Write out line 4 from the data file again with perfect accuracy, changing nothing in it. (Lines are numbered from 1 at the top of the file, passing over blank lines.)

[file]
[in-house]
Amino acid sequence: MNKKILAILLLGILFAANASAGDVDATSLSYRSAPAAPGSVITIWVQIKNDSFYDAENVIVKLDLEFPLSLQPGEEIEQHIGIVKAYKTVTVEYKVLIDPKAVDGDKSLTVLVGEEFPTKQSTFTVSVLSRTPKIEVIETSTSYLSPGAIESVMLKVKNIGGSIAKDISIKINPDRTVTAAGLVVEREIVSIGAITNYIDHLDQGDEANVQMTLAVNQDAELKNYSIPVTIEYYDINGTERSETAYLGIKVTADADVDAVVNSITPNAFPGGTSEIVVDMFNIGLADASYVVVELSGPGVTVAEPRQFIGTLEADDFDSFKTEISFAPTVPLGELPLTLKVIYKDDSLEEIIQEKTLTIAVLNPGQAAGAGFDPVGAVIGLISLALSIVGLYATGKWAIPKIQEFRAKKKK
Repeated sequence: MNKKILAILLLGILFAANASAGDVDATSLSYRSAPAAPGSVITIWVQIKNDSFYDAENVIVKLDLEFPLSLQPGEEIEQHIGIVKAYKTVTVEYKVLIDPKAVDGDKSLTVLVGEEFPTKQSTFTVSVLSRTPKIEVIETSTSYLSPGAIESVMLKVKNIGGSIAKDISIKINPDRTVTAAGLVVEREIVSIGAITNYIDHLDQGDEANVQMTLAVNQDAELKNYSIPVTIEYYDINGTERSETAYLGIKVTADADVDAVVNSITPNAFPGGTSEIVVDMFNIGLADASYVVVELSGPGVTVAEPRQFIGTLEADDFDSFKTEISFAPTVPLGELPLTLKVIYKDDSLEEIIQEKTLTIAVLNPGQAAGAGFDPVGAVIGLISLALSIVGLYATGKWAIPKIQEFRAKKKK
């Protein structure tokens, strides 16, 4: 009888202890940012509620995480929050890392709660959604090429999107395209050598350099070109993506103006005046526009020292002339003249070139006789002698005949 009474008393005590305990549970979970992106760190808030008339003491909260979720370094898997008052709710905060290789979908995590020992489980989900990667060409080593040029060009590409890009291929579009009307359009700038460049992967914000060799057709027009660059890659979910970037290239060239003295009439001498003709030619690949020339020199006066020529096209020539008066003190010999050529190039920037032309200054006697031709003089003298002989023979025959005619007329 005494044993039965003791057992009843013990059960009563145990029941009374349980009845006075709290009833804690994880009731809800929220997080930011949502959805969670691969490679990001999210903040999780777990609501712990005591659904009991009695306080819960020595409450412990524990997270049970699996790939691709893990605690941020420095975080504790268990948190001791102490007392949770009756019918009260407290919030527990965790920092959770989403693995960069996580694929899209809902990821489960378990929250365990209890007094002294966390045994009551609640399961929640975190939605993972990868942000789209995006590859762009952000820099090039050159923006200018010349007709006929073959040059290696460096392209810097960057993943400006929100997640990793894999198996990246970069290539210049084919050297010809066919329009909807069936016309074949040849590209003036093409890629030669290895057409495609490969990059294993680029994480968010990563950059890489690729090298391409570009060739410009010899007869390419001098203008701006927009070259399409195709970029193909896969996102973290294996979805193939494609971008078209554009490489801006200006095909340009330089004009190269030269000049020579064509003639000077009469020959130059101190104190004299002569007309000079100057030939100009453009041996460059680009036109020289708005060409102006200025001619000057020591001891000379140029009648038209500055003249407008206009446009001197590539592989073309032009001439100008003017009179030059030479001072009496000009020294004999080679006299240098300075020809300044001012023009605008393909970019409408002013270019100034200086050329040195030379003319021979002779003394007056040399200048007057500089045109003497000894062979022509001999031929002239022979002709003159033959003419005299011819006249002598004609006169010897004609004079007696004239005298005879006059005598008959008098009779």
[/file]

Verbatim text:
């Protein structure tokens, strides 16, 4: 009888202890940012509620995480929050890392709660959604090429999107395209050598350099070109993506103006005046526009020292002339003249070139006789002698005949 009474008393005590305990549970979970992106760190808030008339003491909260979720370094898997008052709710905060290789979908995590020992489980989900990667060409080593040029060009590409890009291929579009009307359009700038460049992967914000060799057709027009660059890659979910970037290239060239003295009439001498003709030619690949020339020199006066020529096209020539008066003190010999050529190039920037032309200054006697031709003089003298002989023979025959005619007329 005494044993039965003791057992009843013990059960009563145990029941009374349980009845006075709290009833804690994880009731809800929220997080930011949502959805969670691969490679990001999210903040999780777990609501712990005591659904009991009695306080819960020595409450412990524990997270049970699996790939691709893990605690941020420095975080504790268990948190001791102490007392949770009756019918009260407290919030527990965790920092959770989403693995960069996580694929899209809902990821489960378990929250365990209890007094002294966390045994009551609640399961929640975190939605993972990868942000789209995006590859762009952000820099090039050159923006200018010349007709006929073959040059290696460096392209810097960057993943400006929100997640990793894999198996990246970069290539210049084919050297010809066919329009909807069936016309074949040849590209003036093409890629030669290895057409495609490969990059294993680029994480968010990563950059890489690729090298391409570009060739410009010899007869390419001098203008701006927009070259399409195709970029193909896969996102973290294996979805193939494609971008078209554009490489801006200006095909340009330089004009190269030269000049020579064509003639000077009469020959130059101190104190004299002569007309000079100057030939100009453009041996460059680009036109020289708005060409102006200025001619000057020591001891000379140029009648038209500055003249407008206009446009001197590539592989073309032009001439100008003017009179030059030479001072009496000009020294004999080679006299240098300075020809300044001012023009605008393909970019409408002013270019100034200086050329040195030379003319021979002779003394007056040399200048007057500089045109003497000894062979022509001999031929002239022979002709003159033959003419005299011819006249002598004609006169010897004609004079007696004239005298005879006059005598008959008098009779």